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James Bond will return …

Four-minute read

Word of a new Bond movie is always welcome news.

The teaser trailer for Spectre premiered online this weekend, with Christoph Waltz in a role he was born to play: Bond villain.

Thus begins the cycle of getting excited about a new Bond movie all over again. 2013’s teaser for Skyfall was superb, with a line that distills the Bond franchise perfectly: “Some men are coming to kill us. We’re going to kill them first.”

The movie itself was a beautifully shot muddle, with Roger Deakins’ jaw-dropping cinematography – the fight in front of a giant video screen is a masterpiece. But it’s in service of a computer hacking plotline devised by someone who apparently learned how computers work by overhearing a drunk guy at a party.

As a film, it’s visually arresting but strangely inert. Sam Mendes, a theater director, stages his scenes formally like entries and exits under a proscenium arch. And, wait a minute – did this MI6 guy follow Bond from room to room as he trained to deliver one line of exposition in each?

Most troublingly, we were treated to yet another swishy gay villain stereotype that seems retrograde for 2013. Or at least should have been.

And while we are on the topic of gender politics, the movie – spoiler alert – kills off its female M – the great Judi Dench – and established that Moneypenny isn’t suited for field work so she can ride a desk. The boys are back in charge of MI6 now.

None of this is really enough to cause worry. If Casino Royale proves anything, a truly great modern Bond movie can still be made. It isn’t just the best Bond movie since the overrated Goldfinger, as some claim. It’s the best Bond movie, period.

The movies’ most enduring franchise doesn’t seem to get tired. Or, at least tired permanently.

Bond is a unique franchise. Star Wars and Star Trek have to deal with considerable sprawling backstory and fans with a Taliban-like intolerance for the slightest continuity error. The 2009 Star Trek reboot dealt with this by bulldozing 50 years of Star Trek legacy out of existence through a time-travel conceit.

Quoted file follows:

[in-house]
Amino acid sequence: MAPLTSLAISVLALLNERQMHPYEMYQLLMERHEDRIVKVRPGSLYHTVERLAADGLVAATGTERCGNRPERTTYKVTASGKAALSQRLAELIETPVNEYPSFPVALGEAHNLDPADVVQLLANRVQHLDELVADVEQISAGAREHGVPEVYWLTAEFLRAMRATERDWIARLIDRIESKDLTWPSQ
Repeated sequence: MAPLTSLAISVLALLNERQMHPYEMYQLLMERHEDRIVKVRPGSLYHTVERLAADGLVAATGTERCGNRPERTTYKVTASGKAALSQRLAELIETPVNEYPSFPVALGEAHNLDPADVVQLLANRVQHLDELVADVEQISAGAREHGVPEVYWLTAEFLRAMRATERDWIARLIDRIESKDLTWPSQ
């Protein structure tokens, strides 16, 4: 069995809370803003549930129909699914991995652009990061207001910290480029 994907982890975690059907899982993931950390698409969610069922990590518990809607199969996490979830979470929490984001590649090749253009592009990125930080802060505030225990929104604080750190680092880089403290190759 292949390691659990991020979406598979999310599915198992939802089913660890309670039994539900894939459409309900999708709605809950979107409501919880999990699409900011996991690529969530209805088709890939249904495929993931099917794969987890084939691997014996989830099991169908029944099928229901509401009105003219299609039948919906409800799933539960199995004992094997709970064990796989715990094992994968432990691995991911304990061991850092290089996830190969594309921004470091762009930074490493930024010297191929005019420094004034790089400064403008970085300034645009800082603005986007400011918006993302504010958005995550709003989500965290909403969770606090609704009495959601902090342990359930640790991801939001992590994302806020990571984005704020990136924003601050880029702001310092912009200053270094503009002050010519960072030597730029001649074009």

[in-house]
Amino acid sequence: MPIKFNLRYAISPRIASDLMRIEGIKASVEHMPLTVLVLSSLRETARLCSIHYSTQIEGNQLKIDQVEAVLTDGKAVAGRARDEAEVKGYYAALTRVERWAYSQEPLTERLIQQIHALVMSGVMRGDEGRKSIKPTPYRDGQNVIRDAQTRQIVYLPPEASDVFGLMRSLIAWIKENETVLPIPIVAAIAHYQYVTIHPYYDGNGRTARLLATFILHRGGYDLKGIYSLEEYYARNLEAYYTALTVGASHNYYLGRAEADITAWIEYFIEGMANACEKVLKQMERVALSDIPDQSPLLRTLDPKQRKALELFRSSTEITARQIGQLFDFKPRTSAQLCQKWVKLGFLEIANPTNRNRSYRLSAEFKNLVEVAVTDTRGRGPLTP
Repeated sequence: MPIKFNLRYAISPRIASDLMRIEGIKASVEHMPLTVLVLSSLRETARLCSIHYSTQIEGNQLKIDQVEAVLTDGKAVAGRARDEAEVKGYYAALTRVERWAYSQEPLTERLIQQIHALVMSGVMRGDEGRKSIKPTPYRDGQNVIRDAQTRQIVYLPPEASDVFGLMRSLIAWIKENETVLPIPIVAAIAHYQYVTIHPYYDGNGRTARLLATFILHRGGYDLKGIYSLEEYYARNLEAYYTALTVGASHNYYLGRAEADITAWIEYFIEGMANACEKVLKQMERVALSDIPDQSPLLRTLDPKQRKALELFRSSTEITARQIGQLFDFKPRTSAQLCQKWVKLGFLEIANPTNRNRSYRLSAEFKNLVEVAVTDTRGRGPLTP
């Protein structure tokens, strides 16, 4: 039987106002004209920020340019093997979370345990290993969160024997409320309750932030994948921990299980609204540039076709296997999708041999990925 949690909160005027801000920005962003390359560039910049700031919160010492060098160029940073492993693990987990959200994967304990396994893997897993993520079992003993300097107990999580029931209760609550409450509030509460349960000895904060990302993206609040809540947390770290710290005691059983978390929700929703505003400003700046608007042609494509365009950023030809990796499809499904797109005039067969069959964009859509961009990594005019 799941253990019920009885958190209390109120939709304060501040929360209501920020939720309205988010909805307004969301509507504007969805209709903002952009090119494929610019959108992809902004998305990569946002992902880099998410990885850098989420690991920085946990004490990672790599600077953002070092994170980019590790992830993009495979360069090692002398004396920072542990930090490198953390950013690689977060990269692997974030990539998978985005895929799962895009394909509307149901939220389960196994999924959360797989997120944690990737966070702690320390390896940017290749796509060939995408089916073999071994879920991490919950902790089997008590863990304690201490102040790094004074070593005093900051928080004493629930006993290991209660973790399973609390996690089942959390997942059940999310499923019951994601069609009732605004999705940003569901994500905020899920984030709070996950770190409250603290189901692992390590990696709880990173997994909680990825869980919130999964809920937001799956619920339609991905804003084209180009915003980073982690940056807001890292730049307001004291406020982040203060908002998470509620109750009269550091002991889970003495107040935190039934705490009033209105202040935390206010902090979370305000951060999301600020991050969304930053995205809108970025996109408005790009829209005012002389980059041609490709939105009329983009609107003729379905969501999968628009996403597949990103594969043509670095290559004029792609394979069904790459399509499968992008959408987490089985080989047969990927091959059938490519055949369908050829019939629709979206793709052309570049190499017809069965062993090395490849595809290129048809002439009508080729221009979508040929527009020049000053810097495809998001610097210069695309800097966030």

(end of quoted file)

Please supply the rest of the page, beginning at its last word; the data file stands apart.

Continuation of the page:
Just deal with it, fanboys.

The Bond franchise deals with its decades of backstory by not really caring. Bond lives in the eternal present. Surely Pierce Brosnan’s ’90s Bond wasn’t the same guy who defeated Auric Goldfinger, but who really knows?

Relics of past movies showed up in Q’s laboratory in Die Another Day, but forget about any explanation of how they fit into Brosnan-era Bond’s past.

Casino Royale tried to deal with this by sending Bond on his first mission, but it put him back in his iconic 1964 Aston Martin spy car, which also returns in Skyfall, complete with its ejector seat button on the gear lever.

All this fits nicely with the fan theory that “James Bond” is just a code name, but that’s just fan guesswork.

Regardless of how the Bond movie universe works out its legacy, the end result is that every era gets a Bond it deserves.

You have sleek ’60s Bond as a icon of cool wearing Don Draper suits and driving one of the most beautiful cars ever made. We get ’70s Bond in wide lapels and a raised eyebrow as he slides through camptastic crap like Moonraker or, heaven forbid, wears a clown costume in Octopussy.

The ’90s saw an all-business Bond becoming yet another person to kill Sean Bean before kite surfing his way across a fake CGI wave and back into full-on camp status.

Let’s just be honest. For a beloved character, much legacy Bond hasn’t aged well at all. The corkscrew car jump of The Man With the Golden Gun is one of the great car stunts in all of movies. But Bond is driving … good lord, that’s an AMC Hornet! And the chase includes a terbacky-chewing cracker sheriff, Bond doing a Southern accent and a slide-whistle sound effect.

It’s painful to watch. So please, let’s.

Other aspects have aged even worse. The entire plot of Live and Let Die comes across as irredeemably racist. Some Bond seduction scenes seem borderline rapey now.

Thanks to some amazing 1960’s era modernist set design and avoidance of excess, Connery’s Bond fares best in avoiding some of the more embarrassing aspects, despite an occasional poor choice by the wardrobe department or silly attempts to murder Bond on a back-stretching machine in Thunderball.

He even acquits himself in unofficial Bond movie Never Say Never Again, which avoids most of the camp and outright silliness that weighed down Bond in the ’80s.

But none of this matters, not really, because the Bond franchise keeps moving forward. That Bond drove an amphibious gondola through the streets of Venice as a pigeon – sigh – did a double take didn’t stop the producers from returning there for the third act showdown and tragedy of Casino Royale.

As long as EON productions doesn’t worry about Bond’s past, they probably won’t have to worry about his future.